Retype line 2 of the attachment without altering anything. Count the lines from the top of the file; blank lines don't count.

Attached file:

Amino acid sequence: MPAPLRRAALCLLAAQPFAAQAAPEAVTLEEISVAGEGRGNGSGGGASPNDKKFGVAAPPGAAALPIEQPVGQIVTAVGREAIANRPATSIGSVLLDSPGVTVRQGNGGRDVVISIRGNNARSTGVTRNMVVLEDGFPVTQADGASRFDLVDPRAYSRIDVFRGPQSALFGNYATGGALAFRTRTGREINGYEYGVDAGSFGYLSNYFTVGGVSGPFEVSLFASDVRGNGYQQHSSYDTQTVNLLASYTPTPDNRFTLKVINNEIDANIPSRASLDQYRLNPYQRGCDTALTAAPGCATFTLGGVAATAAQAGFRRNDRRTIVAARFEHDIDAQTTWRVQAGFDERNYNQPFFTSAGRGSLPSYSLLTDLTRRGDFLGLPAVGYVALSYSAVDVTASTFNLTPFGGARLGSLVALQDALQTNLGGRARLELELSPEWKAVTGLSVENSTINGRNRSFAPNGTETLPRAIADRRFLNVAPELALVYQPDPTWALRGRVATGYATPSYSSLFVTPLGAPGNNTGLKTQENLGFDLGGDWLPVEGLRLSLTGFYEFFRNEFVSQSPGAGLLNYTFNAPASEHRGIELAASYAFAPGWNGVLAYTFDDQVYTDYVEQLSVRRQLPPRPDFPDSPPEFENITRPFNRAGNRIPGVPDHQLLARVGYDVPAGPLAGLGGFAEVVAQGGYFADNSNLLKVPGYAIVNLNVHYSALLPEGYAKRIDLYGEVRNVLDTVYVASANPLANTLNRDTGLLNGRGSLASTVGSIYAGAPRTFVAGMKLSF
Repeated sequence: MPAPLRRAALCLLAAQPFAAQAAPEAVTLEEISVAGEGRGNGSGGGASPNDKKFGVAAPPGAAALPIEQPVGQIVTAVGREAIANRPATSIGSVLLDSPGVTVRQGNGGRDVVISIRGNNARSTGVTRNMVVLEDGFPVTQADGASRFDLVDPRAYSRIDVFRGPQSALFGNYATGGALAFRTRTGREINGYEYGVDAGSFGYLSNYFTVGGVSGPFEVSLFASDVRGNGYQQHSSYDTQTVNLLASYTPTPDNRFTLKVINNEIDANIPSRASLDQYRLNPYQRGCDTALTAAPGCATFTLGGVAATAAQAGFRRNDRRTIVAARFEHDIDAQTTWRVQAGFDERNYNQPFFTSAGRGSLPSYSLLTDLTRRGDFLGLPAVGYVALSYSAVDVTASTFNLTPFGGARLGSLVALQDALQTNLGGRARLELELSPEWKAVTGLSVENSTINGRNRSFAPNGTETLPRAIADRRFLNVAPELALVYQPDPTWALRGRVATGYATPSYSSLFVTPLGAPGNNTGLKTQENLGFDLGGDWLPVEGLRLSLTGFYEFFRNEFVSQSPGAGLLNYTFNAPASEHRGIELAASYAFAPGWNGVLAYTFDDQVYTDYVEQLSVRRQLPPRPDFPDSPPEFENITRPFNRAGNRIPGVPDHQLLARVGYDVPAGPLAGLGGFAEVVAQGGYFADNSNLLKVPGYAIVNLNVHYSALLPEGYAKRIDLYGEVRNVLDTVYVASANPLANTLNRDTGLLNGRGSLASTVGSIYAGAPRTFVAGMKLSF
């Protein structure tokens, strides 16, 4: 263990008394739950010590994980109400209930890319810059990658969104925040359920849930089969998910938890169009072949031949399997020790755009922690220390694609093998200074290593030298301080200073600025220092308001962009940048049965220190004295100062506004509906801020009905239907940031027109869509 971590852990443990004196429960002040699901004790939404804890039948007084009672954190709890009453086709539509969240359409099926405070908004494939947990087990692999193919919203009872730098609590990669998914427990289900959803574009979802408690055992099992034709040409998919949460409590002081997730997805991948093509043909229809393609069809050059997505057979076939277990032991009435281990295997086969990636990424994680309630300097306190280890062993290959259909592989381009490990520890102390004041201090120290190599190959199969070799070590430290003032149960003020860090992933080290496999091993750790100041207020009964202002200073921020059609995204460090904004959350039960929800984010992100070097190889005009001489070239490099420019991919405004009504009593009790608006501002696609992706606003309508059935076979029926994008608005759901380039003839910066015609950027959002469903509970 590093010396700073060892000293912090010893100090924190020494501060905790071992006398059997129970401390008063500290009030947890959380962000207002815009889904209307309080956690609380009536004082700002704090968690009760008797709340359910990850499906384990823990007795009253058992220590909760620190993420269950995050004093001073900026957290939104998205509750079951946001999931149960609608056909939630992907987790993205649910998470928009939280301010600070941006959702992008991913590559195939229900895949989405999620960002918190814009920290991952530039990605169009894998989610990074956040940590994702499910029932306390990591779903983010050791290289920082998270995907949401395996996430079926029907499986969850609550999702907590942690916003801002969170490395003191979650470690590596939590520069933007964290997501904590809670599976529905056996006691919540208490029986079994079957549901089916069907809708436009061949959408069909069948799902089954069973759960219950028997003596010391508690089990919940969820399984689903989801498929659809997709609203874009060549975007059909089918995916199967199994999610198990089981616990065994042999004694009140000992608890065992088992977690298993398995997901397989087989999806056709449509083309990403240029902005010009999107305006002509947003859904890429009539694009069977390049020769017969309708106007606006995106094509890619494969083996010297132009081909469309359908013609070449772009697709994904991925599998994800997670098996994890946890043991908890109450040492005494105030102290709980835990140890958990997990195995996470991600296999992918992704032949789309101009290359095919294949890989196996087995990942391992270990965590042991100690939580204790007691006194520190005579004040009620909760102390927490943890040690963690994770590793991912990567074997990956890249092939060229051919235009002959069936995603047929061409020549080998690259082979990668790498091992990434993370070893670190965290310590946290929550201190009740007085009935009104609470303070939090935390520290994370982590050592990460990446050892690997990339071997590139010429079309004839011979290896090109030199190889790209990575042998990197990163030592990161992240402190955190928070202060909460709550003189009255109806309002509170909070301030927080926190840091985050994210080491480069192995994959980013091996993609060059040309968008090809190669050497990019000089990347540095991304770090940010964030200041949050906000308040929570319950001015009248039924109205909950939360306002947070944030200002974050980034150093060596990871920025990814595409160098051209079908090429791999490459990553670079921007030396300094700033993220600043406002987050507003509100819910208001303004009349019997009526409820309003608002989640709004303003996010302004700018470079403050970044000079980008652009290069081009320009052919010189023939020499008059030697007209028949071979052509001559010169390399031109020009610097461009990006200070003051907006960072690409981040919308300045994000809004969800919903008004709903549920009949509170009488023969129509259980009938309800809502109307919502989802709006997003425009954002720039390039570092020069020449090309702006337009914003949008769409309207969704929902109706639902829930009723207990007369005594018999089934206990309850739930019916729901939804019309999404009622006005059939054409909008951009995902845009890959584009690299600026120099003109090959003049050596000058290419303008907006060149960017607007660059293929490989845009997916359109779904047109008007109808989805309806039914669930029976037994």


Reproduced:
Repeated sequence: MPAPLRRAALCLLAAQPFAAQAAPEAVTLEEISVAGEGRGNGSGGGASPNDKKFGVAAPPGAAALPIEQPVGQIVTAVGREAIANRPATSIGSVLLDSPGVTVRQGNGGRDVVISIRGNNARSTGVTRNMVVLEDGFPVTQADGASRFDLVDPRAYSRIDVFRGPQSALFGNYATGGALAFRTRTGREINGYEYGVDAGSFGYLSNYFTVGGVSGPFEVSLFASDVRGNGYQQHSSYDTQTVNLLASYTPTPDNRFTLKVINNEIDANIPSRASLDQYRLNPYQRGCDTALTAAPGCATFTLGGVAATAAQAGFRRNDRRTIVAARFEHDIDAQTTWRVQAGFDERNYNQPFFTSAGRGSLPSYSLLTDLTRRGDFLGLPAVGYVALSYSAVDVTASTFNLTPFGGARLGSLVALQDALQTNLGGRARLELELSPEWKAVTGLSVENSTINGRNRSFAPNGTETLPRAIADRRFLNVAPELALVYQPDPTWALRGRVATGYATPSYSSLFVTPLGAPGNNTGLKTQENLGFDLGGDWLPVEGLRLSLTGFYEFFRNEFVSQSPGAGLLNYTFNAPASEHRGIELAASYAFAPGWNGVLAYTFDDQVYTDYVEQLSVRRQLPPRPDFPDSPPEFENITRPFNRAGNRIPGVPDHQLLARVGYDVPAGPLAGLGGFAEVVAQGGYFADNSNLLKVPGYAIVNLNVHYSALLPEGYAKRIDLYGEVRNVLDTVYVASANPLANTLNRDTGLLNGRGSLASTVGSIYAGAPRTFVAGMKLSF